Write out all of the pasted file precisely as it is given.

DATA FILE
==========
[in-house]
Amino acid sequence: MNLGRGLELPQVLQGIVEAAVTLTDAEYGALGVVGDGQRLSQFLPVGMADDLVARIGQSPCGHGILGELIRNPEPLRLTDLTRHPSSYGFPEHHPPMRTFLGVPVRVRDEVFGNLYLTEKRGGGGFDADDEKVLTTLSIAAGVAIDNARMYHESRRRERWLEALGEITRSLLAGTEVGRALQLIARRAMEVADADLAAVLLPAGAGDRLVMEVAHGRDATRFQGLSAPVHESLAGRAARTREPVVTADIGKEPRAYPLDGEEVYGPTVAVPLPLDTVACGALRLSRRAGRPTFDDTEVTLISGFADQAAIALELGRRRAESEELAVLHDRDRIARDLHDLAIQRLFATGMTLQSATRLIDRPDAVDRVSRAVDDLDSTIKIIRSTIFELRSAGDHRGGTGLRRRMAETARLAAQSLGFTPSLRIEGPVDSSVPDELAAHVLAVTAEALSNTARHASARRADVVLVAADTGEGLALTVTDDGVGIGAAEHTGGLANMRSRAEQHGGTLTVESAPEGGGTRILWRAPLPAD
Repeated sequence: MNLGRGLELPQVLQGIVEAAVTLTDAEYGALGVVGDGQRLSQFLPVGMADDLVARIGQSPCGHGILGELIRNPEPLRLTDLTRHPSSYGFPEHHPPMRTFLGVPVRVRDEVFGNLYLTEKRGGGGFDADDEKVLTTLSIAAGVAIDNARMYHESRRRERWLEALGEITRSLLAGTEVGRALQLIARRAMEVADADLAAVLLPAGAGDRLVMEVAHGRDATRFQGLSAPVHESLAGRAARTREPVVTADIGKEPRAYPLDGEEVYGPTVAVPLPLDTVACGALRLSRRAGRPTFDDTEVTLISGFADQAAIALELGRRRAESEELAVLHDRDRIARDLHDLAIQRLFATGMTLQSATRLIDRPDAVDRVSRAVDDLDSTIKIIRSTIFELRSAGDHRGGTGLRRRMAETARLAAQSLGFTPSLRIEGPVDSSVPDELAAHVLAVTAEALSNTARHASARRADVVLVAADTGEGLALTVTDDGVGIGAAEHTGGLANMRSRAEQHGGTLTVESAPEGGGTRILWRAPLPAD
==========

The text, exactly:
[in-house]
Amino acid sequence: MNLGRGLELPQVLQGIVEAAVTLTDAEYGALGVVGDGQRLSQFLPVGMADDLVARIGQSPCGHGILGELIRNPEPLRLTDLTRHPSSYGFPEHHPPMRTFLGVPVRVRDEVFGNLYLTEKRGGGGFDADDEKVLTTLSIAAGVAIDNARMYHESRRRERWLEALGEITRSLLAGTEVGRALQLIARRAMEVADADLAAVLLPAGAGDRLVMEVAHGRDATRFQGLSAPVHESLAGRAARTREPVVTADIGKEPRAYPLDGEEVYGPTVAVPLPLDTVACGALRLSRRAGRPTFDDTEVTLISGFADQAAIALELGRRRAESEELAVLHDRDRIARDLHDLAIQRLFATGMTLQSATRLIDRPDAVDRVSRAVDDLDSTIKIIRSTIFELRSAGDHRGGTGLRRRMAETARLAAQSLGFTPSLRIEGPVDSSVPDELAAHVLAVTAEALSNTARHASARRADVVLVAADTGEGLALTVTDDGVGIGAAEHTGGLANMRSRAEQHGGTLTVESAPEGGGTRILWRAPLPAD
Repeated sequence: MNLGRGLELPQVLQGIVEAAVTLTDAEYGALGVVGDGQRLSQFLPVGMADDLVARIGQSPCGHGILGELIRNPEPLRLTDLTRHPSSYGFPEHHPPMRTFLGVPVRVRDEVFGNLYLTEKRGGGGFDADDEKVLTTLSIAAGVAIDNARMYHESRRRERWLEALGEITRSLLAGTEVGRALQLIARRAMEVADADLAAVLLPAGAGDRLVMEVAHGRDATRFQGLSAPVHESLAGRAARTREPVVTADIGKEPRAYPLDGEEVYGPTVAVPLPLDTVACGALRLSRRAGRPTFDDTEVTLISGFADQAAIALELGRRRAESEELAVLHDRDRIARDLHDLAIQRLFATGMTLQSATRLIDRPDAVDRVSRAVDDLDSTIKIIRSTIFELRSAGDHRGGTGLRRRMAETARLAAQSLGFTPSLRIEGPVDSSVPDELAAHVLAVTAEALSNTARHASARRADVVLVAADTGEGLALTVTDDGVGIGAAEHTGGLANMRSRAEQHGGTLTVESAPEGGGTRILWRAPLPAD